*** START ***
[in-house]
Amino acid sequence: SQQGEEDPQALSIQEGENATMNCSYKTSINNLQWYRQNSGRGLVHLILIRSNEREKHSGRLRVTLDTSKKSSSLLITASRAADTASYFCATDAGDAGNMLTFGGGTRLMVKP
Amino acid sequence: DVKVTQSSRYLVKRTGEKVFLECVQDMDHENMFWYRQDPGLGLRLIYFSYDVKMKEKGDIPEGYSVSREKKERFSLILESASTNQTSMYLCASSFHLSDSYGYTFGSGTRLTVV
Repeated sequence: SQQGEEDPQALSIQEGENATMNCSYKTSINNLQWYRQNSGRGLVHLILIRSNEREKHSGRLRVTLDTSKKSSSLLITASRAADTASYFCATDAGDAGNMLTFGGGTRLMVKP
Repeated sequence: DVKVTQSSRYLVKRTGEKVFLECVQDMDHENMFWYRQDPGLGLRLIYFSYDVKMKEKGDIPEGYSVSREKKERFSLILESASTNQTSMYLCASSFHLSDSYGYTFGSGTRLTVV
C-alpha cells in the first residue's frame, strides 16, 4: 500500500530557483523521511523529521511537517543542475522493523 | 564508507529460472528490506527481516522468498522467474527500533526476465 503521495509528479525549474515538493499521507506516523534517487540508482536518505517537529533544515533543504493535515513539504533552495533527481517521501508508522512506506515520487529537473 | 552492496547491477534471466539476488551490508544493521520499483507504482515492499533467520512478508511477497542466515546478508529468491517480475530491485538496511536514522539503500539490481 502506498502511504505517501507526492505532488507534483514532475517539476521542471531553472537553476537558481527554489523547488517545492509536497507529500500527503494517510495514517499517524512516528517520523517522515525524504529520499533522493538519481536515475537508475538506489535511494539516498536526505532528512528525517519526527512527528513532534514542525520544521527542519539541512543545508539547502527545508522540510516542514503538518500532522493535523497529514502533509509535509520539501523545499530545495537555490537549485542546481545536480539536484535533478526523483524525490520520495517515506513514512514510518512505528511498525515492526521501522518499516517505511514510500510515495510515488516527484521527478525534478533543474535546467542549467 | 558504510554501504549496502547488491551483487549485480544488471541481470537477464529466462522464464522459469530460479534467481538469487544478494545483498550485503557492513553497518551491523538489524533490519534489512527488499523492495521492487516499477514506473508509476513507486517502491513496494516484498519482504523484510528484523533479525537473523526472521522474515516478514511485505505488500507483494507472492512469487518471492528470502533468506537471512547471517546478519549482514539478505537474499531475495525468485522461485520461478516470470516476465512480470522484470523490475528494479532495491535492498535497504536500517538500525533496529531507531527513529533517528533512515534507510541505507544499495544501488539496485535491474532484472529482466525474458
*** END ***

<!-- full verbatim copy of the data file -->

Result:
[in-house]
Amino acid sequence: SQQGEEDPQALSIQEGENATMNCSYKTSINNLQWYRQNSGRGLVHLILIRSNEREKHSGRLRVTLDTSKKSSSLLITASRAADTASYFCATDAGDAGNMLTFGGGTRLMVKP
Amino acid sequence: DVKVTQSSRYLVKRTGEKVFLECVQDMDHENMFWYRQDPGLGLRLIYFSYDVKMKEKGDIPEGYSVSREKKERFSLILESASTNQTSMYLCASSFHLSDSYGYTFGSGTRLTVV
Repeated sequence: SQQGEEDPQALSIQEGENATMNCSYKTSINNLQWYRQNSGRGLVHLILIRSNEREKHSGRLRVTLDTSKKSSSLLITASRAADTASYFCATDAGDAGNMLTFGGGTRLMVKP
Repeated sequence: DVKVTQSSRYLVKRTGEKVFLECVQDMDHENMFWYRQDPGLGLRLIYFSYDVKMKEKGDIPEGYSVSREKKERFSLILESASTNQTSMYLCASSFHLSDSYGYTFGSGTRLTVV
C-alpha cells in the first residue's frame, strides 16, 4: 500500500530557483523521511523529521511537517543542475522493523 | 564508507529460472528490506527481516522468498522467474527500533526476465 503521495509528479525549474515538493499521507506516523534517487540508482536518505517537529533544515533543504493535515513539504533552495533527481517521501508508522512506506515520487529537473 | 552492496547491477534471466539476488551490508544493521520499483507504482515492499533467520512478508511477497542466515546478508529468491517480475530491485538496511536514522539503500539490481 502506498502511504505517501507526492505532488507534483514532475517539476521542471531553472537553476537558481527554489523547488517545492509536497507529500500527503494517510495514517499517524512516528517520523517522515525524504529520499533522493538519481536515475537508475538506489535511494539516498536526505532528512528525517519526527512527528513532534514542525520544521527542519539541512543545508539547502527545508522540510516542514503538518500532522493535523497529514502533509509535509520539501523545499530545495537555490537549485542546481545536480539536484535533478526523483524525490520520495517515506513514512514510518512505528511498525515492526521501522518499516517505511514510500510515495510515488516527484521527478525534478533543474535546467542549467 | 558504510554501504549496502547488491551483487549485480544488471541481470537477464529466462522464464522459469530460479534467481538469487544478494545483498550485503557492513553497518551491523538489524533490519534489512527488499523492495521492487516499477514506473508509476513507486517502491513496494516484498519482504523484510528484523533479525537473523526472521522474515516478514511485505505488500507483494507472492512469487518471492528470502533468506537471512547471517546478519549482514539478505537474499531475495525468485522461485520461478516470470516476465512480470522484470523490475528494479532495491535492498535497504536500517538500525533496529531507531527513529533517528533512515534507510541505507544499495544501488539496485535491474532484472529482466525474458